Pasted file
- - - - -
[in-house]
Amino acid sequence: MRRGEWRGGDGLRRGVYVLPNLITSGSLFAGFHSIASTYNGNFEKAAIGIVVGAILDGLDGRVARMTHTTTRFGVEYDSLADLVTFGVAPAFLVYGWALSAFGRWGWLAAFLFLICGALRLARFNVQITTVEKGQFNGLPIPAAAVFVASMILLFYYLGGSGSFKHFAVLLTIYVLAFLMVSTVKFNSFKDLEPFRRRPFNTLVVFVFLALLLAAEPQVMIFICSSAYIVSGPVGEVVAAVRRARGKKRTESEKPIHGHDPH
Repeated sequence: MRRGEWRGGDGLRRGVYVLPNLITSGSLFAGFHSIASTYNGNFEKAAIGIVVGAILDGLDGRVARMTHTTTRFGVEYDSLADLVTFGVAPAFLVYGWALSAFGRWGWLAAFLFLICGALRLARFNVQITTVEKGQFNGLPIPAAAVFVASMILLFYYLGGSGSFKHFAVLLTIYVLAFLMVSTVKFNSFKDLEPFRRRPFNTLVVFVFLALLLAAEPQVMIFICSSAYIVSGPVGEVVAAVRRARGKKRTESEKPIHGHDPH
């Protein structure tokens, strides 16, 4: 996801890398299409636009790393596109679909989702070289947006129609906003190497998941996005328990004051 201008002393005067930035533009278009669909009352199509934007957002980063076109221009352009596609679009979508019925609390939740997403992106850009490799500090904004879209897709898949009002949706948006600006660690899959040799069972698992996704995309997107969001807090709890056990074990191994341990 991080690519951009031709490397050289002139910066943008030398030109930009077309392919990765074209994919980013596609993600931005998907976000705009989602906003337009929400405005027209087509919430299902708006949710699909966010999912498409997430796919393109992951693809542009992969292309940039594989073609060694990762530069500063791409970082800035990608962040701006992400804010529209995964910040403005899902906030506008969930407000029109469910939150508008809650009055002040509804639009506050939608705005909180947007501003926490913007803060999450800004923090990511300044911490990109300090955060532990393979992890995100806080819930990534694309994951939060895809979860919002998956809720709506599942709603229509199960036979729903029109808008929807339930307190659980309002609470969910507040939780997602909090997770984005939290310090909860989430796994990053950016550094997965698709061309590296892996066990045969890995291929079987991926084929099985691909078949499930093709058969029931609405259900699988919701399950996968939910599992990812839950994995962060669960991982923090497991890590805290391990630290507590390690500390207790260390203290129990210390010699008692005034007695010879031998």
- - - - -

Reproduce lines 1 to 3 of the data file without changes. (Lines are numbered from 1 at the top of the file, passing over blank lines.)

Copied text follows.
[in-house]
Amino acid sequence: MRRGEWRGGDGLRRGVYVLPNLITSGSLFAGFHSIASTYNGNFEKAAIGIVVGAILDGLDGRVARMTHTTTRFGVEYDSLADLVTFGVAPAFLVYGWALSAFGRWGWLAAFLFLICGALRLARFNVQITTVEKGQFNGLPIPAAAVFVASMILLFYYLGGSGSFKHFAVLLTIYVLAFLMVSTVKFNSFKDLEPFRRRPFNTLVVFVFLALLLAAEPQVMIFICSSAYIVSGPVGEVVAAVRRARGKKRTESEKPIHGHDPH
Repeated sequence: MRRGEWRGGDGLRRGVYVLPNLITSGSLFAGFHSIASTYNGNFEKAAIGIVVGAILDGLDGRVARMTHTTTRFGVEYDSLADLVTFGVAPAFLVYGWALSAFGRWGWLAAFLFLICGALRLARFNVQITTVEKGQFNGLPIPAAAVFVASMILLFYYLGGSGSFKHFAVLLTIYVLAFLMVSTVKFNSFKDLEPFRRRPFNTLVVFVFLALLLAAEPQVMIFICSSAYIVSGPVGEVVAAVRRARGKKRTESEKPIHGHDPH